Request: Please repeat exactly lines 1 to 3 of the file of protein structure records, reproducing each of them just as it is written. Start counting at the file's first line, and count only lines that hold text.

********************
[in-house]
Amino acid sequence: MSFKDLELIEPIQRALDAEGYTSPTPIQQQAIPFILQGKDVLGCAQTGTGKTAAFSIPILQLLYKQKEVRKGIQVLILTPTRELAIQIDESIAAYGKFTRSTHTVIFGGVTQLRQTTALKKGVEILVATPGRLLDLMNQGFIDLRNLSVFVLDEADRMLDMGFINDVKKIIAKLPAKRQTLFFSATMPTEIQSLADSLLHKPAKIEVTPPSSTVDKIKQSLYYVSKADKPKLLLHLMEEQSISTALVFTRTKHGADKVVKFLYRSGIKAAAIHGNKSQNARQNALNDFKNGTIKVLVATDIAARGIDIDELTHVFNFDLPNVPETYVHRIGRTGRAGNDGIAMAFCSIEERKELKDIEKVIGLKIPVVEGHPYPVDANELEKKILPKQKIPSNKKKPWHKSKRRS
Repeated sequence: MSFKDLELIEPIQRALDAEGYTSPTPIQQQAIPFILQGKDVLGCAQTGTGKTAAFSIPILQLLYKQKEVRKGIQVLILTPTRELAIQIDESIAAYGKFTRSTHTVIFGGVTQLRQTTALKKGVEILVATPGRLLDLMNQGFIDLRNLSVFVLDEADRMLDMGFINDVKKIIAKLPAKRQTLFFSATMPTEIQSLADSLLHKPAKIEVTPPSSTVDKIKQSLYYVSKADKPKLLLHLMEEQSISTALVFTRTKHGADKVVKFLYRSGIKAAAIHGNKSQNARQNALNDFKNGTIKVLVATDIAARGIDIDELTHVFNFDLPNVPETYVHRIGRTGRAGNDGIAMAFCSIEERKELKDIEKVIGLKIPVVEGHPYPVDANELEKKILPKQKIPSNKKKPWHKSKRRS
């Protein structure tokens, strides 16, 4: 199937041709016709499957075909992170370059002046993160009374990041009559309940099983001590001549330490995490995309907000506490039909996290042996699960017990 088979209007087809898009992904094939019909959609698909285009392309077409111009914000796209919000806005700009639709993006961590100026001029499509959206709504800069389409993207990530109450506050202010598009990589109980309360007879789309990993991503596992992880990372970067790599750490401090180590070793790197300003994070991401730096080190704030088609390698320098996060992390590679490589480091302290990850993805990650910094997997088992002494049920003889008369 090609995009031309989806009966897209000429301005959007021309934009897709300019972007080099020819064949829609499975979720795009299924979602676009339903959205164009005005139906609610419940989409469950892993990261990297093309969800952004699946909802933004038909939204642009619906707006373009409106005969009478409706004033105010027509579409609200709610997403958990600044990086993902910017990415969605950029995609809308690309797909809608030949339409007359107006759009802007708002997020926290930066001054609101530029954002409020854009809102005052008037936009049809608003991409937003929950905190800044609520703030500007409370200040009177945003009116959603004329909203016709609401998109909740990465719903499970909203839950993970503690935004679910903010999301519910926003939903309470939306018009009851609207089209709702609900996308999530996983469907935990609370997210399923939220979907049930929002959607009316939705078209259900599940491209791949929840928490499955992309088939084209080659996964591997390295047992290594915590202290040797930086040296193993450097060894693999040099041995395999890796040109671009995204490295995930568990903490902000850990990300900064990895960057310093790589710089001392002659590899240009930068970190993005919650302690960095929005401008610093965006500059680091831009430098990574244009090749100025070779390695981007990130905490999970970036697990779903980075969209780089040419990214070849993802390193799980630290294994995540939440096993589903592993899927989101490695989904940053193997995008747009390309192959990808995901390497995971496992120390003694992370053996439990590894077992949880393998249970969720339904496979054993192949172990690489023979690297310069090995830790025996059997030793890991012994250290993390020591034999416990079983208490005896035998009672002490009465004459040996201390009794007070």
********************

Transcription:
[in-house]
Amino acid sequence: MSFKDLELIEPIQRALDAEGYTSPTPIQQQAIPFILQGKDVLGCAQTGTGKTAAFSIPILQLLYKQKEVRKGIQVLILTPTRELAIQIDESIAAYGKFTRSTHTVIFGGVTQLRQTTALKKGVEILVATPGRLLDLMNQGFIDLRNLSVFVLDEADRMLDMGFINDVKKIIAKLPAKRQTLFFSATMPTEIQSLADSLLHKPAKIEVTPPSSTVDKIKQSLYYVSKADKPKLLLHLMEEQSISTALVFTRTKHGADKVVKFLYRSGIKAAAIHGNKSQNARQNALNDFKNGTIKVLVATDIAARGIDIDELTHVFNFDLPNVPETYVHRIGRTGRAGNDGIAMAFCSIEERKELKDIEKVIGLKIPVVEGHPYPVDANELEKKILPKQKIPSNKKKPWHKSKRRS
Repeated sequence: MSFKDLELIEPIQRALDAEGYTSPTPIQQQAIPFILQGKDVLGCAQTGTGKTAAFSIPILQLLYKQKEVRKGIQVLILTPTRELAIQIDESIAAYGKFTRSTHTVIFGGVTQLRQTTALKKGVEILVATPGRLLDLMNQGFIDLRNLSVFVLDEADRMLDMGFINDVKKIIAKLPAKRQTLFFSATMPTEIQSLADSLLHKPAKIEVTPPSSTVDKIKQSLYYVSKADKPKLLLHLMEEQSISTALVFTRTKHGADKVVKFLYRSGIKAAAIHGNKSQNARQNALNDFKNGTIKVLVATDIAARGIDIDELTHVFNFDLPNVPETYVHRIGRTGRAGNDGIAMAFCSIEERKELKDIEKVIGLKIPVVEGHPYPVDANELEKKILPKQKIPSNKKKPWHKSKRRS